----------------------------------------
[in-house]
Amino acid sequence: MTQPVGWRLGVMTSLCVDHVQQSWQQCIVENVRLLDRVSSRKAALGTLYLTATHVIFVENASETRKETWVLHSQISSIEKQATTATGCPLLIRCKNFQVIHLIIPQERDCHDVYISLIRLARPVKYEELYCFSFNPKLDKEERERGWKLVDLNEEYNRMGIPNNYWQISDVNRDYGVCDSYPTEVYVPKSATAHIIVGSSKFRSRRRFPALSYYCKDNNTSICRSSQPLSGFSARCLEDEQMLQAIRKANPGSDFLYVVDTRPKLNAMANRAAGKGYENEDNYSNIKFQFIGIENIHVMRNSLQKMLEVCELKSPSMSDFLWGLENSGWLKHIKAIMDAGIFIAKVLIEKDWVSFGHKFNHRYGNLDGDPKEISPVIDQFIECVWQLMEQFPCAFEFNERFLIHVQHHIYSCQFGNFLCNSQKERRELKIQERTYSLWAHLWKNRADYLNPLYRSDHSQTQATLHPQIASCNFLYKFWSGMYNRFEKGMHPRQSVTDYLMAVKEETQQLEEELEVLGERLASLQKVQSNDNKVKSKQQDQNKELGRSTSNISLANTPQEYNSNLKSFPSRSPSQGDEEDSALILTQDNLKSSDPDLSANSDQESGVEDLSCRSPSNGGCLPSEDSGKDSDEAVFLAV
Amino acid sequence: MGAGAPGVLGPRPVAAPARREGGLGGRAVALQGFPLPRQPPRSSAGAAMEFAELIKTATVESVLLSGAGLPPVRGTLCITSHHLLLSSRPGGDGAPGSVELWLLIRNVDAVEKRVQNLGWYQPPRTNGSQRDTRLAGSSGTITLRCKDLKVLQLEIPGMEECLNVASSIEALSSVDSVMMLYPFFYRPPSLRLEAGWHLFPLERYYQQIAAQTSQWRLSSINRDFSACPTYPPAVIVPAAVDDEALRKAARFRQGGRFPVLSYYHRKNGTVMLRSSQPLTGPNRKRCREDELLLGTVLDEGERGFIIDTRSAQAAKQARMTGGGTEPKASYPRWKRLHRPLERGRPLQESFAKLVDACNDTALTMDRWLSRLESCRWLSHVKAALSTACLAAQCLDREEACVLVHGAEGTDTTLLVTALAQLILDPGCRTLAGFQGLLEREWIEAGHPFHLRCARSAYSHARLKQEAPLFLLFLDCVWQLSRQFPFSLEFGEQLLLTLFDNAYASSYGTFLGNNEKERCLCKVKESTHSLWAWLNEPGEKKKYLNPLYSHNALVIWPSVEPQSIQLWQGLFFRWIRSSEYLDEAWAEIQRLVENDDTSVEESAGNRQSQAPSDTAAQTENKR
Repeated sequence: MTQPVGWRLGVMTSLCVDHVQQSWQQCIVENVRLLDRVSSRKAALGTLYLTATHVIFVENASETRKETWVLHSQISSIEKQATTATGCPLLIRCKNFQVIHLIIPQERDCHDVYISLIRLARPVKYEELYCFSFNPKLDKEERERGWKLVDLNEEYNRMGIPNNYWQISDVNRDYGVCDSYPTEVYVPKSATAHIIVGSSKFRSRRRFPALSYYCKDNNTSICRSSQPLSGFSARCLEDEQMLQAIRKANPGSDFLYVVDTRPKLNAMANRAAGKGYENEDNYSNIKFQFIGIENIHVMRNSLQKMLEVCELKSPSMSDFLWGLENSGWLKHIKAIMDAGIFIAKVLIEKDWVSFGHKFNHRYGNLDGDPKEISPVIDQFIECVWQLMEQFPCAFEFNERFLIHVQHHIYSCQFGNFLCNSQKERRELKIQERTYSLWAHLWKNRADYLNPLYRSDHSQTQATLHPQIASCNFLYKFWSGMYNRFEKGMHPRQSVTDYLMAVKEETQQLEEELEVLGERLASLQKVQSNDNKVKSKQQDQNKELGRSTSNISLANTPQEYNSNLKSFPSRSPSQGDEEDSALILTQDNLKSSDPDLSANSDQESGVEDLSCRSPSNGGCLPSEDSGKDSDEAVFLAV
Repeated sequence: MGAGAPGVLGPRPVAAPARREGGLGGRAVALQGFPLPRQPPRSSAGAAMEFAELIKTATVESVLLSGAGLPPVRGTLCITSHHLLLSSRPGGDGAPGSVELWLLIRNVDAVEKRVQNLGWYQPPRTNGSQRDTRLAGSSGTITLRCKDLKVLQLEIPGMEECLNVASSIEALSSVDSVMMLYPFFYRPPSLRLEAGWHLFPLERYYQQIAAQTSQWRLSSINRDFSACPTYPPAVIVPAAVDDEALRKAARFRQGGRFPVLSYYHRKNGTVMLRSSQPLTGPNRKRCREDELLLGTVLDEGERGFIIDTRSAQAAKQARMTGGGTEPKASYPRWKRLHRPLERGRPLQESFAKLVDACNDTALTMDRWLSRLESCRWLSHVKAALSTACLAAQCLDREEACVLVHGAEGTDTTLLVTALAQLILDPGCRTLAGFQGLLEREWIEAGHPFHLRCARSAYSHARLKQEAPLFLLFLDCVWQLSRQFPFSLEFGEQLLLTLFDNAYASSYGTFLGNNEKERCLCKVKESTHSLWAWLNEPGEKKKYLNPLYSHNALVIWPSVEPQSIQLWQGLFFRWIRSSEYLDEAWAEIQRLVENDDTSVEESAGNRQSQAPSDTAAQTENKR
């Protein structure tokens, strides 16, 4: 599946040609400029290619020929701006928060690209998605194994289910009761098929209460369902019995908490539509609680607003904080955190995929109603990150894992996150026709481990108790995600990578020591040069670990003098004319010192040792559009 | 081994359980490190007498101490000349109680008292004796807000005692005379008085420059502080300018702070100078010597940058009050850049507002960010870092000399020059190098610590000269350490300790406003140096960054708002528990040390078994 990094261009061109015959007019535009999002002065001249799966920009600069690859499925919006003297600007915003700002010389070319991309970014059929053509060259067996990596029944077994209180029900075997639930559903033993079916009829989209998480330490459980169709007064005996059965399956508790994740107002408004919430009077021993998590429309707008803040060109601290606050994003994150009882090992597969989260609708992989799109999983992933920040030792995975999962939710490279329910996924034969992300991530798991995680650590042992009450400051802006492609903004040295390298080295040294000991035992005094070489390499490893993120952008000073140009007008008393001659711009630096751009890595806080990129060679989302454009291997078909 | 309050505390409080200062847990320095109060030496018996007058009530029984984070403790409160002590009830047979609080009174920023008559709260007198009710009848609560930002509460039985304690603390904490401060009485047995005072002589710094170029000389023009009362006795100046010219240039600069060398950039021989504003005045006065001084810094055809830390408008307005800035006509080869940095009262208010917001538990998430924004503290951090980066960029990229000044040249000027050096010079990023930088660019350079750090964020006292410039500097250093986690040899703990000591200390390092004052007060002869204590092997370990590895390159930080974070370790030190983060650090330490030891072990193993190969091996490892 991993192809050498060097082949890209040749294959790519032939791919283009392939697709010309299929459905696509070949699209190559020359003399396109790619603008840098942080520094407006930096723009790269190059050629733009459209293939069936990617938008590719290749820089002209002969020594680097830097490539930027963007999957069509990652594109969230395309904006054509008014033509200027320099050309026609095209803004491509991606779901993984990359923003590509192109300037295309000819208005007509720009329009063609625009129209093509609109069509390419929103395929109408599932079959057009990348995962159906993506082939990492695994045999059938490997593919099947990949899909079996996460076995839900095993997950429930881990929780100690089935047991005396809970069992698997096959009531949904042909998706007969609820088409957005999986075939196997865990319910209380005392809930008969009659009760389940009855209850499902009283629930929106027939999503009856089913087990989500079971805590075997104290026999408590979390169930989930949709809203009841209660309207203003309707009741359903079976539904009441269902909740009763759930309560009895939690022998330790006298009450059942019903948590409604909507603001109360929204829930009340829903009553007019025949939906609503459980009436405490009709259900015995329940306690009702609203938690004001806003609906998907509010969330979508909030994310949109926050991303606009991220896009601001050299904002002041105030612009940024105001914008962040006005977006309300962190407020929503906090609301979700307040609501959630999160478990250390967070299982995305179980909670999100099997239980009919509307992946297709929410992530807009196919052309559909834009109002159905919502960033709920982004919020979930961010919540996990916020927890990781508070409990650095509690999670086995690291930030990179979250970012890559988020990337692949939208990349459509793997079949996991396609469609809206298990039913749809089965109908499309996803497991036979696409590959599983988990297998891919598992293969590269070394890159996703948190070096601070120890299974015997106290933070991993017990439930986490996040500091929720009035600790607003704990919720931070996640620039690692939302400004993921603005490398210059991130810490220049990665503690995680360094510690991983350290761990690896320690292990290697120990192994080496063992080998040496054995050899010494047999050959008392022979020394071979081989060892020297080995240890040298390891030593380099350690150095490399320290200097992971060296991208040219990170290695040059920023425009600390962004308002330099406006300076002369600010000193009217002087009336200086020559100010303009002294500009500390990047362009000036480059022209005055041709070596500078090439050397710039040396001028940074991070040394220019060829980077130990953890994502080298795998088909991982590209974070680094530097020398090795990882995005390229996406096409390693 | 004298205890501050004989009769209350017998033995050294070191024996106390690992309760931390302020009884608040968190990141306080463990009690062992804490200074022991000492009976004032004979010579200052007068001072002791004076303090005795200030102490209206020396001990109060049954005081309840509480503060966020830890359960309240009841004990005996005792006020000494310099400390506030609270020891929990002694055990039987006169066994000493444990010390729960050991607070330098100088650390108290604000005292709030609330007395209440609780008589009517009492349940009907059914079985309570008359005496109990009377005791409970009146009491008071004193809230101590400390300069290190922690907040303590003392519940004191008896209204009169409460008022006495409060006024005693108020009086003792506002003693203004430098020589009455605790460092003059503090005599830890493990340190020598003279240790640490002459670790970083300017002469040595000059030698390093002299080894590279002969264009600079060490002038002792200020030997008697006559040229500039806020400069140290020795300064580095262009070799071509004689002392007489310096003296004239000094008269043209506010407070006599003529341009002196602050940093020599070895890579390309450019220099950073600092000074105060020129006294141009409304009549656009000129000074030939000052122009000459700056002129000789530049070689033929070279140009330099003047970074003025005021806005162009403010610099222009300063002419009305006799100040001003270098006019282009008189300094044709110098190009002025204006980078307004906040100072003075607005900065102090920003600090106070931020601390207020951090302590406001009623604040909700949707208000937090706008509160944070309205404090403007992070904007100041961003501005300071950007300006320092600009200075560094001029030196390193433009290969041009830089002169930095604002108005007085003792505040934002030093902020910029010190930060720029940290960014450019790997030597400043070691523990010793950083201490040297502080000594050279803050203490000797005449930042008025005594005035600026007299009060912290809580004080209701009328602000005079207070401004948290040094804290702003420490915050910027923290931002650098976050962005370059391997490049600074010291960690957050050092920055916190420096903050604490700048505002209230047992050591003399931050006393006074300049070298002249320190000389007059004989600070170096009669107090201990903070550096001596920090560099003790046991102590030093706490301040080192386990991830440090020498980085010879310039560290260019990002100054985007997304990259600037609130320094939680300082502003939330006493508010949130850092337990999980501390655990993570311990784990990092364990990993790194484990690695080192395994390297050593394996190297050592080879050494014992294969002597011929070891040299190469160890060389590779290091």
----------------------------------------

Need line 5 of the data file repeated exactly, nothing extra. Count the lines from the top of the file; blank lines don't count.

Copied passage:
Repeated sequence: MGAGAPGVLGPRPVAAPARREGGLGGRAVALQGFPLPRQPPRSSAGAAMEFAELIKTATVESVLLSGAGLPPVRGTLCITSHHLLLSSRPGGDGAPGSVELWLLIRNVDAVEKRVQNLGWYQPPRTNGSQRDTRLAGSSGTITLRCKDLKVLQLEIPGMEECLNVASSIEALSSVDSVMMLYPFFYRPPSLRLEAGWHLFPLERYYQQIAAQTSQWRLSSINRDFSACPTYPPAVIVPAAVDDEALRKAARFRQGGRFPVLSYYHRKNGTVMLRSSQPLTGPNRKRCREDELLLGTVLDEGERGFIIDTRSAQAAKQARMTGGGTEPKASYPRWKRLHRPLERGRPLQESFAKLVDACNDTALTMDRWLSRLESCRWLSHVKAALSTACLAAQCLDREEACVLVHGAEGTDTTLLVTALAQLILDPGCRTLAGFQGLLEREWIEAGHPFHLRCARSAYSHARLKQEAPLFLLFLDCVWQLSRQFPFSLEFGEQLLLTLFDNAYASSYGTFLGNNEKERCLCKVKESTHSLWAWLNEPGEKKKYLNPLYSHNALVIWPSVEPQSIQLWQGLFFRWIRSSEYLDEAWAEIQRLVENDDTSVEESAGNRQSQAPSDTAAQTENKR